While our Visual Studies program is frustratingly small, we are lucky to be offered the opportunity to try out many different artistic mediums and practices (many of us are actually forced to try things out of our comfort zone in order to fulfill our program requirements!). Additionally, the wonderful thing about studying art at U of T is that we are often involved in other areas of study and can integrate our academic experiences with our artistic expression – and it shows! Many of the works presented at Eyeball showcased artistic talent, but also plenty of underlying research, knowledge, concepts and theories from other fields that inform the work.
It is interesting to see the evolution of works displayed each year at Eyeball. With so many students, there is always something new and unexpected, yet there are often common themes or threads of ideas that may change or evolve through each generation of students. (For example, in recent years, internet trends or memes have become a very popular subject of focus in student works.) One can sometimes even trace the evolution of an artist as he or she matures. Regardless of how familiar or unfamiliar you are with the works produced by VIS or architecture students, there is always a rich variety of artistry to capture your attention.
In addition to giving students an opportunity to relax and show off all the hard work that they have done, shows such as Eyeball really provide a great opportunity to illustrate that a largely academic university such as U of T also has a very creative and artistic side (hopefully also reminding those in charge that a little program like ours need nurturing!). It is my hope that the appreciation of art at U of T will grow and inspire more people to get in touch with their creativity!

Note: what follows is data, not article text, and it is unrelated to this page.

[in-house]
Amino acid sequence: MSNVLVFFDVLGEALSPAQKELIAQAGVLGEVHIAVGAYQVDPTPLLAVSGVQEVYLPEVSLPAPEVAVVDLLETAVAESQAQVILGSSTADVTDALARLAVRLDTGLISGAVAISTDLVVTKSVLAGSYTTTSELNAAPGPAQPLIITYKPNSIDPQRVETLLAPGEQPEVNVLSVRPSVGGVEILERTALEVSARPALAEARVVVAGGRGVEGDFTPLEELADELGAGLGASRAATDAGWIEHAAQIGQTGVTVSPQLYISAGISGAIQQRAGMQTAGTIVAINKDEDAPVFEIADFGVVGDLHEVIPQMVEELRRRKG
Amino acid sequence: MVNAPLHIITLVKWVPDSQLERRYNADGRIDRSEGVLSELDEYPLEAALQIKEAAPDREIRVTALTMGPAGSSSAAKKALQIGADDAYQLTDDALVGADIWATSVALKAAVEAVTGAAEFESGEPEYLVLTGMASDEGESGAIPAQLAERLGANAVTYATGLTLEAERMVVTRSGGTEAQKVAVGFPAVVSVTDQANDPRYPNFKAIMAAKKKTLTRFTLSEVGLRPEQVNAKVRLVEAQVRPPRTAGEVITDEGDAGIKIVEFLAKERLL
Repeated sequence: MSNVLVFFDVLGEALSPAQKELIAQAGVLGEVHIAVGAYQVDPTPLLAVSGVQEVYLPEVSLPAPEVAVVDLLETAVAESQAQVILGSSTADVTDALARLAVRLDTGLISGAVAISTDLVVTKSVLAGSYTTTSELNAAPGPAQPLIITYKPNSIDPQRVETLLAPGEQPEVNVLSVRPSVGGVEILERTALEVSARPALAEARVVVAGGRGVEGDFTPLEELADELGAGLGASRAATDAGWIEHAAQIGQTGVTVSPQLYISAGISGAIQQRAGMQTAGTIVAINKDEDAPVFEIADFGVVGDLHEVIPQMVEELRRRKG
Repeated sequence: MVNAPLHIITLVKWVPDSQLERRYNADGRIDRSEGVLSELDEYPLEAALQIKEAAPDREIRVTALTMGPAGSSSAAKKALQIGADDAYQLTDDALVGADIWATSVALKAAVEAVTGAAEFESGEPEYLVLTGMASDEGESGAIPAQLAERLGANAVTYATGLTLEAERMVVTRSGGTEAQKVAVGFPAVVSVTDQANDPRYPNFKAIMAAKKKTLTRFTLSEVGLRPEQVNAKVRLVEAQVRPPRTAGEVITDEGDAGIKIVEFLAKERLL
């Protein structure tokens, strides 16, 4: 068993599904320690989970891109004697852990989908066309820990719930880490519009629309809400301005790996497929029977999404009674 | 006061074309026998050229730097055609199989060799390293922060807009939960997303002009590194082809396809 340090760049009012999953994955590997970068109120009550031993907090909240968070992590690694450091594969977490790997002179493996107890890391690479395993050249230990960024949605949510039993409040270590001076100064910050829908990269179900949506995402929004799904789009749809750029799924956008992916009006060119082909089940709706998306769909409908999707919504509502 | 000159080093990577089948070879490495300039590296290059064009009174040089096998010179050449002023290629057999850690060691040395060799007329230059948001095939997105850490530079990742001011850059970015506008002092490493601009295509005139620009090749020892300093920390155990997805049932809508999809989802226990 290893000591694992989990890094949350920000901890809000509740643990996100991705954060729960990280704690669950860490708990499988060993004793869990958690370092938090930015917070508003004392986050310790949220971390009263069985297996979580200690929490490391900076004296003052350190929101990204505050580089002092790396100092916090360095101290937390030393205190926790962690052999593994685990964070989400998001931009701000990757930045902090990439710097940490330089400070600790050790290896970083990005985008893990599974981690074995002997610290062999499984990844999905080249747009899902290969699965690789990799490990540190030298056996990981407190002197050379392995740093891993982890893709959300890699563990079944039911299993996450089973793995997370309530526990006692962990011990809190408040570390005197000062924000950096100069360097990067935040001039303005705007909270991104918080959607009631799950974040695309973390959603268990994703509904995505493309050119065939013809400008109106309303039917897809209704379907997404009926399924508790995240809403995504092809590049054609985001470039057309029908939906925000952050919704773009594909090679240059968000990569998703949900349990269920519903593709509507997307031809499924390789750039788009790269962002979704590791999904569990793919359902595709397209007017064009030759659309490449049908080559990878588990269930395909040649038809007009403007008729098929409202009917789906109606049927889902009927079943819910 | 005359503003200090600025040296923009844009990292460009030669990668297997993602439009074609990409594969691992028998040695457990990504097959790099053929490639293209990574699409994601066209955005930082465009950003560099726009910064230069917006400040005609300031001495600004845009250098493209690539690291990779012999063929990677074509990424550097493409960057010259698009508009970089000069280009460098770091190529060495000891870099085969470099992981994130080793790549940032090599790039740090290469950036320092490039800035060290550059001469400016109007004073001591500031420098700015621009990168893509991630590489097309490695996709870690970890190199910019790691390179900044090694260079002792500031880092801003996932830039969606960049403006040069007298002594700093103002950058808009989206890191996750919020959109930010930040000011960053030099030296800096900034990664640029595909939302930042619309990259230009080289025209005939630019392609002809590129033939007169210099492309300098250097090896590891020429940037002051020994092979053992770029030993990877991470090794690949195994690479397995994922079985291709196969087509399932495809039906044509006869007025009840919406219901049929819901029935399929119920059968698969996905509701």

Unfortunately all the works were quickly removed after Eyeball as everyone prepares for the big move out of the building, but please make sure to keep an eye out for next year’s student exhibition!
December 12, 2012 § Leave a comment
The narrow streets around Queen Street West between Spadina Avenue and Bathurst Street are the homes to some of Toronto’s most colourful pieces of public artwork. Located at the heart of Toronto’s former Fashion District, it is here that you will find artworks starting from “tags” – the most basic calligraphy of an artist’s name, to large community murals. While the works of street artists differ from those hung in art galleries, street artists still manage to capture a large audience with their aesthetic forms and messages. For some talented young artists in Toronto, the empty walls of buildings serve as their first canvases. While trying to creatively express their artistic abilities, these artists have turned the alleys connected to Queen Street West into a venue for art appreciation.
In a multicultural city such as Toronto, the images created by artists of different socio-economic and cultural backgrounds appeal to a wide variety of audience of different ethnicities and languages. With the continuous addition of new graffiti, the face of the street is always changing. In a way, the images on the walls are recording current affairs and pop culture as they happen. As much as personal expression, the graffiti is also a tool for education and a form of social expression in the way it highlights social and political issues. Furthermore, the artwork brightens up areas of space that would otherwise be left dull and dingy.
The TTC system makes these tags, graffiti and murals very accessible to the general public. So stop by Queen Street West one day and soak in the colours of Toronto. My favorite piece of work in the area is a colourful mural painted by the Harbourfront Community Centre, located at the intersection of Vanauley Street and Queen Street West. What’s yours?